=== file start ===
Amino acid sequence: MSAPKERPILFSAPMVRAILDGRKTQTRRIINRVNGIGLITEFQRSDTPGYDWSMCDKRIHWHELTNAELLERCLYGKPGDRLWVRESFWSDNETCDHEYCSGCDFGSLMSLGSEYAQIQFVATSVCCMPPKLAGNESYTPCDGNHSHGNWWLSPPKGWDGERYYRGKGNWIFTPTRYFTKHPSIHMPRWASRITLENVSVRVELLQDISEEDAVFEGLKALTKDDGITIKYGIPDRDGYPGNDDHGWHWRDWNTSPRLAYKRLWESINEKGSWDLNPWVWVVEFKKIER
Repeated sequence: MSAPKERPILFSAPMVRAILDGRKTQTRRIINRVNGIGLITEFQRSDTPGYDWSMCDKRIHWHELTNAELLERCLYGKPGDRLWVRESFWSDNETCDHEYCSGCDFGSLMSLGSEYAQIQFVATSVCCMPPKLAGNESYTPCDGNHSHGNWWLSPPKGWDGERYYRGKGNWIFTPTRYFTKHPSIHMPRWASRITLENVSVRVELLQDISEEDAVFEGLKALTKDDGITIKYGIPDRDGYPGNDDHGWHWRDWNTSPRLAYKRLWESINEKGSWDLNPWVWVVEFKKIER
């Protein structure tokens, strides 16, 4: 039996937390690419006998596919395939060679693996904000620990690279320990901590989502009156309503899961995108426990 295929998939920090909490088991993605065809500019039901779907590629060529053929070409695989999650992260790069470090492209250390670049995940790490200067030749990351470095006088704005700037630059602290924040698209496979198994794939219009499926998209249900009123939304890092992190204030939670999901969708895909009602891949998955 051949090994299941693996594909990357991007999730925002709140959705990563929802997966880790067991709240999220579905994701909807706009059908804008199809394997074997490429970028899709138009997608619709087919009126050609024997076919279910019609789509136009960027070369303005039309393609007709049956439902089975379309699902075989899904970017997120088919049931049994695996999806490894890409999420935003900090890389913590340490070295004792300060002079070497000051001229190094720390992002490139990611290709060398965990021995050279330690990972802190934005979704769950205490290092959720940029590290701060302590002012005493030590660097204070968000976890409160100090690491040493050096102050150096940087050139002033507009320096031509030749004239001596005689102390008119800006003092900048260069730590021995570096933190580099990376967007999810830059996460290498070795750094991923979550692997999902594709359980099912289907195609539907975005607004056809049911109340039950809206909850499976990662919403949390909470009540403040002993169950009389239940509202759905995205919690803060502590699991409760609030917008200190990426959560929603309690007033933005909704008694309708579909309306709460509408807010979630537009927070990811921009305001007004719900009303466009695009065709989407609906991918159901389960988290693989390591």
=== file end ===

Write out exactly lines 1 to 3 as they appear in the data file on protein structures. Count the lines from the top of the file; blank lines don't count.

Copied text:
Amino acid sequence: MSAPKERPILFSAPMVRAILDGRKTQTRRIINRVNGIGLITEFQRSDTPGYDWSMCDKRIHWHELTNAELLERCLYGKPGDRLWVRESFWSDNETCDHEYCSGCDFGSLMSLGSEYAQIQFVATSVCCMPPKLAGNESYTPCDGNHSHGNWWLSPPKGWDGERYYRGKGNWIFTPTRYFTKHPSIHMPRWASRITLENVSVRVELLQDISEEDAVFEGLKALTKDDGITIKYGIPDRDGYPGNDDHGWHWRDWNTSPRLAYKRLWESINEKGSWDLNPWVWVVEFKKIER
Repeated sequence: MSAPKERPILFSAPMVRAILDGRKTQTRRIINRVNGIGLITEFQRSDTPGYDWSMCDKRIHWHELTNAELLERCLYGKPGDRLWVRESFWSDNETCDHEYCSGCDFGSLMSLGSEYAQIQFVATSVCCMPPKLAGNESYTPCDGNHSHGNWWLSPPKGWDGERYYRGKGNWIFTPTRYFTKHPSIHMPRWASRITLENVSVRVELLQDISEEDAVFEGLKALTKDDGITIKYGIPDRDGYPGNDDHGWHWRDWNTSPRLAYKRLWESINEKGSWDLNPWVWVVEFKKIER
């Protein structure tokens, strides 16, 4: 039996937390690419006998596919395939060679693996904000620990690279320990901590989502009156309503899961995108426990 295929998939920090909490088991993605065809500019039901779907590629060529053929070409695989999650992260790069470090492209250390670049995940790490200067030749990351470095006088704005700037630059602290924040698209496979198994794939219009499926998209249900009123939304890092992190204030939670999901969708895909009602891949998955 051949090994299941693996594909990357991007999730925002709140959705990563929802997966880790067991709240999220579905994701909807706009059908804008199809394997074997490429970028899709138009997608619709087919009126050609024997076919279910019609789509136009960027070369303005039309393609007709049956439902089975379309699902075989899904970017997120088919049931049994695996999806490894890409999420935003900090890389913590340490070295004792300060002079070497000051001229190094720390992002490139990611290709060398965990021995050279330690990972802190934005979704769950205490290092959720940029590290701060302590002012005493030590660097204070968000976890409160100090690491040493050096102050150096940087050139002033507009320096031509030749004239001596005689102390008119800006003092900048260069730590021995570096933190580099990376967007999810830059996460290498070795750094991923979550692997999902594709359980099912289907195609539907975005607004056809049911109340039950809206909850499976990662919403949390909470009540403040002993169950009389239940509202759905995205919690803060502590699991409760609030917008200190990426959560929603309690007033933005909704008694309708579909309306709460509408807010979630537009927070990811921009305001007004719900009303466009695009065709989407609906991918159901389960988290693989390591």